9. JayLa, you do have to be careful about judging wellness by appearance, but like everywhere, I expect it is abused in Budapest.

    Max, waiting for a response from our police for such a matter would leave you either frozen or sunburnt. It sounds like your system is taken seriously at least.

    Hels, I agree, poor socialisation and we don't need new laws willy nilly. Just the existing ones enforced would do. Your examples are summarised by, the rules are for someone else.

    River, these would be the same people who park in bus stops, in fact anywhere and anytime. They just don't care.

    Displaced, that is quite true. While I may think the easy to obtain disabled permit needs some closer scrutiny, it is not for me to judge someone's wellness. Hope you are feeling a bit better now.

    Windsmoke, I'm with you. Tow 'em and fine 'em.

    Elisabeth, invariably the excuse will be, I was only going to be a minute. Not a consolation to the disabled person who has to walk a long distance.

    Fen, fair enough. Mother has one, which I have used many times when she has been with me.

  10. Thank-ypu Andrew for cross posting, like displaced, there are some good days for me and some bad days, and not knowing what lay ahead for the day, I didn't really have much of a choice, but to plan for the worst.
    I too, avoiod parking in disabled areas, when I'm having a 'good' day or when I know that the activities I'm about to partake in won't cripple me.
    Unfortuntaly I'm finding more and more, for the convenience of the individual, some people choose to willinging park in disabled spots, simply to make their life easier, regardless of the fact that they may inconvenience someelse who actually needs these spots.
    The verbal abuse I sustained that day, lived in my nerve ends for 2-3 days afterwards. It's hard to describe the feeling.
    Thank-yoou once again Andrew for cross posting

  11. Heather, it is interesting that both you and Displaced don't park in disabled places if you are feeling fit. I think it is actually a given right if you have a pass. But as I said earlier, the pass system does need to be tightened up. Old and slow does not mean you are entitled to a pass.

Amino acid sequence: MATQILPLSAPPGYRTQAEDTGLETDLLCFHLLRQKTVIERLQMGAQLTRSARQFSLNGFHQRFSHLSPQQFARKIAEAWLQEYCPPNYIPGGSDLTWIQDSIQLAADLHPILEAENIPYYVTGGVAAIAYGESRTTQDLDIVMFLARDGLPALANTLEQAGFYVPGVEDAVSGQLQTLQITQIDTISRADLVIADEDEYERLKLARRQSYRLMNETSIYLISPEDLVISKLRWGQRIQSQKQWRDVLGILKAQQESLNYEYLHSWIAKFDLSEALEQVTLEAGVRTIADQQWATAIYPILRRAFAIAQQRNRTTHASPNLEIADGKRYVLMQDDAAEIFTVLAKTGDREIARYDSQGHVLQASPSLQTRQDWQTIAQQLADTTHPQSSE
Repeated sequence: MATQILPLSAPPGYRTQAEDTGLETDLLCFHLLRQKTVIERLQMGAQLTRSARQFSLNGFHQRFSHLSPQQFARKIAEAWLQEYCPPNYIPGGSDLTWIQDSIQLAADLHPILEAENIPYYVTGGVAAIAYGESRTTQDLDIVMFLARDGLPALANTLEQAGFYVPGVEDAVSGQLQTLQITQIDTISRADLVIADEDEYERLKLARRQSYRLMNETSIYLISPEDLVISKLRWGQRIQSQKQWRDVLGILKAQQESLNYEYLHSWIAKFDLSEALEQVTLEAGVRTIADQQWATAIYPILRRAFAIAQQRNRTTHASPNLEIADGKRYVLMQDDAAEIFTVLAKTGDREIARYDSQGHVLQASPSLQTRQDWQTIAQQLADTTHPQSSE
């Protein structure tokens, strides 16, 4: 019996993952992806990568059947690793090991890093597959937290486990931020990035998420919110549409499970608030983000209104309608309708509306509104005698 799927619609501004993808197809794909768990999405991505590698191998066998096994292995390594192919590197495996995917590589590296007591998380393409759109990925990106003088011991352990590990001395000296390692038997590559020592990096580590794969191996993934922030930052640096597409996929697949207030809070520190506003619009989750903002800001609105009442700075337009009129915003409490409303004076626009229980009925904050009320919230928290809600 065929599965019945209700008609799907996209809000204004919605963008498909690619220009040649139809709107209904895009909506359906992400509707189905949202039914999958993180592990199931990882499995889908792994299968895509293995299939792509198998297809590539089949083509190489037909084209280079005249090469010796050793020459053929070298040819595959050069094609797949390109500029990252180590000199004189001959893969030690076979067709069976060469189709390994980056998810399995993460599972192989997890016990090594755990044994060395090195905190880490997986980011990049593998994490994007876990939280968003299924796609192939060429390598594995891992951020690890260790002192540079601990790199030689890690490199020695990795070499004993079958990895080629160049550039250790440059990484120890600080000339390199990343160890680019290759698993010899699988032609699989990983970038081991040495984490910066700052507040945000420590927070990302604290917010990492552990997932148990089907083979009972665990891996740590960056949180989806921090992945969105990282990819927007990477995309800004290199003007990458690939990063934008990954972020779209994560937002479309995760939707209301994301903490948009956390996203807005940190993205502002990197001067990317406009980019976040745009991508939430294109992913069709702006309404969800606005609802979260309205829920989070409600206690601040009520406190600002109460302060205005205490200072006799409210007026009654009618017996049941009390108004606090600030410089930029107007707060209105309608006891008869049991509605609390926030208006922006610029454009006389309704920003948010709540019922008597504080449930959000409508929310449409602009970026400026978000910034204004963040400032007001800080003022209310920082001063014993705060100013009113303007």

12. In a variation of this a street not far from mine regularly is totally occupied during business hours on weekdays by cars displaying disabled stickers which exempts the parker from paying the applicable fee for those spots (which are not designated 'disabled' parking spaces). That street just happens to be one block from a major railway station.

    Some of the parkers no doubt are entitled to use the stickers but I have long suspected that many of the parkers are not the sticker holders but are using someone else's sticker to get free parking whilst they go to work. Am I being too cynical?

  13. You would be correct Victor. Some would belong to someone else and some issued that never should have been. You could have had one for your late mother and probably just renewed it each year.

  14. A good indicator to the user actually being entitled to a disabled sticker..... is......
    If attached to the windscreen, the driver will generally be the one affected and entitled.

    If floating loose on the dash or just 'stuck' between the dash and screen... the 90% of the time not entitled. see it so often.

    Watch when people pull into disabled parking, they reach over into the glove box, fish out the permit and turf it on the dashboard. DEAD GIVE AWAY

  15. I am one of the ten per cent then. Mother has a plastic pass which she carries with her and puts it on the dash of whatever car she is being transported in. It isn't something I watch for, but I can't remember seeing anyone using a space who didn't look entitled, in spite of knowing that just because someone looks ok, it doesn't mean that they don't need a pass. Doctors are the virtual issuers of the pass, so I think a lot of responsibility must go to them.